Voices: Cameron, May, Thatcher: Politicians always resigned on principle – until Boris Johnson

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While Johnson’s resignation speech remains unwritten, his allies perform all sorts of semantic contortions to defend him (Getty)
While Johnson’s resignation speech remains unwritten, his allies perform all sorts of semantic contortions to defend him (Getty)

Imagine an alternate reality – utterly plausible until only a few weeks ago – in which Boris Johnson resigned after the publication of the Sue Gray report.

He could have channelled perhaps the most famous political resignation of all time, Sir Geoffrey Howe, who quit the Thatcher administration over her policy towards Europe. “In doing so, I have done what I believe to be right for my party and my country,” he said at the conclusion of his quietly devastating being-savaged-by-a-dead-sheep resignation speech.

Or as he took the rap over Partygate, it could have been the Conservative Party itself he prioritised, as Margaret Thatcher did when she quit in 1990, saying: “Having consulted widely among colleagues, I have concluded that the unity of the party and the prospects of victory in a general election would be better served if I stood down to enable cabinet colleagues to enter the ballot for the leadership.”

He could, like Robin Cook, who walked out as foreign secretary over Tony Blair’s Iraq war, have flattered the public, speaking of the respect he had “for the good sense and collective wisdom of the British people”.

Perhaps he could have claimed to be acting in the national interest, as both David Cameron and Theresa May did. The former spoke after the Brexit referendum of needing a “period of stability” at a time of crisis, and vowed to do “everything I can as prime minister to steady the ship over the coming weeks and months, but I do not think it would be right for me to try to be the captain that steers our country to its next destination”.

May, you may remember, was both emotional and humble. “I will shortly leave the job that it has been the honour of my life to hold. I do so with no ill will, but with enormous and enduring gratitude to have had the opportunity to serve the country I love,” she said, through tears.

But though Johnson’s position looked perilous in February – before Russia’s war in Ukraine – he hasn’t had to draft a fond farewell, and may not for a good while yet. Instead, he will stay in office for the foreseeable future, defending what many of his senior colleagues believe to be the indefensible.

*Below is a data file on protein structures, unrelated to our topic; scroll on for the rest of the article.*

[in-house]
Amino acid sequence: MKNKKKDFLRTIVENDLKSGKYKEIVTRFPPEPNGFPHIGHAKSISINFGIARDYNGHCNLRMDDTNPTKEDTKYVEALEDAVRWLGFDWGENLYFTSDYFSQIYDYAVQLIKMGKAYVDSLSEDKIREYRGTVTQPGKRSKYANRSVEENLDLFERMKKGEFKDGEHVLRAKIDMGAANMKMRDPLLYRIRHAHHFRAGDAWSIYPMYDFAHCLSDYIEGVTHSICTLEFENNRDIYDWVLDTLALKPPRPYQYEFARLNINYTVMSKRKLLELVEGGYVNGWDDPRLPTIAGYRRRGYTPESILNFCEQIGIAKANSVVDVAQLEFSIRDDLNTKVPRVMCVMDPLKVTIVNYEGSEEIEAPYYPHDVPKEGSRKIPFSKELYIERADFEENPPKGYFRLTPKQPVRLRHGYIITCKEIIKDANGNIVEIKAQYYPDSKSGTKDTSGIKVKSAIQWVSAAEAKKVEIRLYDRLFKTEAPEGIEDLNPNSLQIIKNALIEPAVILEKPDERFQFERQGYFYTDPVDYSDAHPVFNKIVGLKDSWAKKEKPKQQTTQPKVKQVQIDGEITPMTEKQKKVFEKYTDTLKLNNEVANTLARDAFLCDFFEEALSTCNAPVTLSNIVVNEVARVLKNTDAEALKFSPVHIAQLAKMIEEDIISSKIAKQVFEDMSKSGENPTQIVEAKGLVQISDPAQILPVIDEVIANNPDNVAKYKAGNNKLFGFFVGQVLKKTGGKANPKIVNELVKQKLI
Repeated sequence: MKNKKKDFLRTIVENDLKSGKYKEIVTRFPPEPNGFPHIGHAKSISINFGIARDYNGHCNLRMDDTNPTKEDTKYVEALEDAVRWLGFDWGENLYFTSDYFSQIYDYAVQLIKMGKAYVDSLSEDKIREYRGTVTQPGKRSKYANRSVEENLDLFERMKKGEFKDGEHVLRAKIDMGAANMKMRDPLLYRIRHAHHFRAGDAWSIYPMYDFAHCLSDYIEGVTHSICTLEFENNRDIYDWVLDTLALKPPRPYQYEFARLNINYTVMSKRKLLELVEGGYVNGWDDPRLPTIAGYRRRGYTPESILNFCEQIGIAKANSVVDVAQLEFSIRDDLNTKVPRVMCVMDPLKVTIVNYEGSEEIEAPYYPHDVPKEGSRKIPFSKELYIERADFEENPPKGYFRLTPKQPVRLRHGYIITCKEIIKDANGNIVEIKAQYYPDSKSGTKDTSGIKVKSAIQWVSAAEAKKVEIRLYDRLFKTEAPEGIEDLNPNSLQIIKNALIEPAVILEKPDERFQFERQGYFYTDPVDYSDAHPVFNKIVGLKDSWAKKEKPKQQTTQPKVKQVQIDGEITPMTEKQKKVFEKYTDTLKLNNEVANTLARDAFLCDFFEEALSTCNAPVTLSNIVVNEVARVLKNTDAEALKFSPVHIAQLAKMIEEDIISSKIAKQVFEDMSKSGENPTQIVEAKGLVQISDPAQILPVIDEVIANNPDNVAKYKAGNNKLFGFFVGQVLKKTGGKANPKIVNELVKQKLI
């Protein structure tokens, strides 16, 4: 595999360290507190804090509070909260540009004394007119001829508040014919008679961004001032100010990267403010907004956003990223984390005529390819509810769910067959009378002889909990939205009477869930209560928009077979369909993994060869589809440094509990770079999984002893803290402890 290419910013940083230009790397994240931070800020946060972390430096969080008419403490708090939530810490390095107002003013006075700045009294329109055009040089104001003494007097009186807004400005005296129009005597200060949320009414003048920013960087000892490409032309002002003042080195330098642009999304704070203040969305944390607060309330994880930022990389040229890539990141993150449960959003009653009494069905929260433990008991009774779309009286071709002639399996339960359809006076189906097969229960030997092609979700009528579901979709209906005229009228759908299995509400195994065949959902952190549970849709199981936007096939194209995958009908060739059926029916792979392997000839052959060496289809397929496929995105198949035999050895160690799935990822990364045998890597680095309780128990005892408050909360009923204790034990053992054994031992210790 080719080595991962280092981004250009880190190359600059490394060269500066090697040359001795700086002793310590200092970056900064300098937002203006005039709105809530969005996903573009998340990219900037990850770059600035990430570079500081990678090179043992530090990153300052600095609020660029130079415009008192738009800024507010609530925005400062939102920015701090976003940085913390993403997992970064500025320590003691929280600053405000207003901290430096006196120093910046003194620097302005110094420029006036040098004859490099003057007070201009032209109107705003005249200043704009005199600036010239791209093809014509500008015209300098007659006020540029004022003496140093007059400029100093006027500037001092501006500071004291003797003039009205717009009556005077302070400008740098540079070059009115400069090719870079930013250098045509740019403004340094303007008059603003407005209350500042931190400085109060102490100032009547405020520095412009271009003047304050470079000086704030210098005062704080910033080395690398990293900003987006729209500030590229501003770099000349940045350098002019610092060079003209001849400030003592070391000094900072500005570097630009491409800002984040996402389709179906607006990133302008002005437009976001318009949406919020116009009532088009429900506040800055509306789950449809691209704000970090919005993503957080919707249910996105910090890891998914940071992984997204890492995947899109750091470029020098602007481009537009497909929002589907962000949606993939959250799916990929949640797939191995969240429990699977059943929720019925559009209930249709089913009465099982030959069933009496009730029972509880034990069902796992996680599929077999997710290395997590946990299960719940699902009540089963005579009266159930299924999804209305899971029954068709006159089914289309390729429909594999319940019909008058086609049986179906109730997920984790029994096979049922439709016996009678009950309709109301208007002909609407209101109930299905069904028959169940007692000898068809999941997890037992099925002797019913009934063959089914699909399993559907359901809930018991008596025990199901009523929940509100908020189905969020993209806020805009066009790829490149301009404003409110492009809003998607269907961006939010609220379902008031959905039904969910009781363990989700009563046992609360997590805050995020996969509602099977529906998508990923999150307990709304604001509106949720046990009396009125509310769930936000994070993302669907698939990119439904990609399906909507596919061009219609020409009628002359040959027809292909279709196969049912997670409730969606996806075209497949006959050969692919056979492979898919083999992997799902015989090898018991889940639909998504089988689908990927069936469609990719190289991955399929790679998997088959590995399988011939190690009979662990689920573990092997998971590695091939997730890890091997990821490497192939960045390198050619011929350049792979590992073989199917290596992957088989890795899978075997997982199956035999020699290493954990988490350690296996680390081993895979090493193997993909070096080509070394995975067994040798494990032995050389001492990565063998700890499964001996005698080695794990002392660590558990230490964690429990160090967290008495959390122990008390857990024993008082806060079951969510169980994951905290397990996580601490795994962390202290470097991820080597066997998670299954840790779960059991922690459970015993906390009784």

Johnson’s strategy has evolved considerably over the past few months. In December 2021, he claimed “all guidance was followed completely in No 10” before adding, just over a week later, that he had been “repeatedly assured since these allegations emerged that there was no party and that no Covid rules were broken”.

Then, when the wine and cheese pictures emerged, the line from Johnson was that these were “people at work, talking about work”.

In January, when allegations surfaced about a suitcase full of wine being carted to a party on the eve of Prince Philip’s funeral, he apologised. Multiple apologies later, we had the final evolution of Johnson’s defence: his claim that while he took “full responsibility” for the behaviour of staff who vomited and sprayed red wine up the walls, it was his “duty” to show his face at lockdown parties to “say farewell to valued colleagues”.

To his critics, this is the ultimate insult. Many, including presenter Andrew Neil, have pointed out they themselves didn’t get lockdown leaving parties. Others have reminded the prime minister they didn’t have the opportunity to “say farewell” to valued loved ones, isolated in hospital beds.

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And while Johnson’s resignation speech remains unwritten, his allies perform all sorts of semantic contortions to defend him. Few wanted to put their heads above the parapet and appear on television last night. They’ve seen how Bassetlaw MP Brendan Clarke-Smith was mocked when I asked him on Channel 4 News earlier this week if he was “content to back a lawbreaker in office”.

Without missing a beat, he responded: “I certainly am”, before appearing to query his own quote after the event on Twitter. Some Labour folk are promising to turn his words into an election leaflet.

This after Northern Ireland minister Conor Burns became a meme for explaining that Johnson had been “ambushed with a cake” at the birthday party that earned the prime minister his one and only fine – and his place in history as the only sitting PM to have broken the law. Privately some MPs complain their boss is turning them into a laughing stock.

Eventually, Johnson will pen that resignation speech. How soon depends partly on the extent to which today’s “special fiscal event” (an emergency Budget in other words) mitigates the escalating cost of living crisis.

If he and Rishi Sunak get it right, Johnson might have at least until the next election to compose his words. Then, though, however comical his long-suffering MPs are content to sound, voters may be less willing to be taken for fools.

Cathy Newman is presenter and investigations editor of ‘Channel 4 News’

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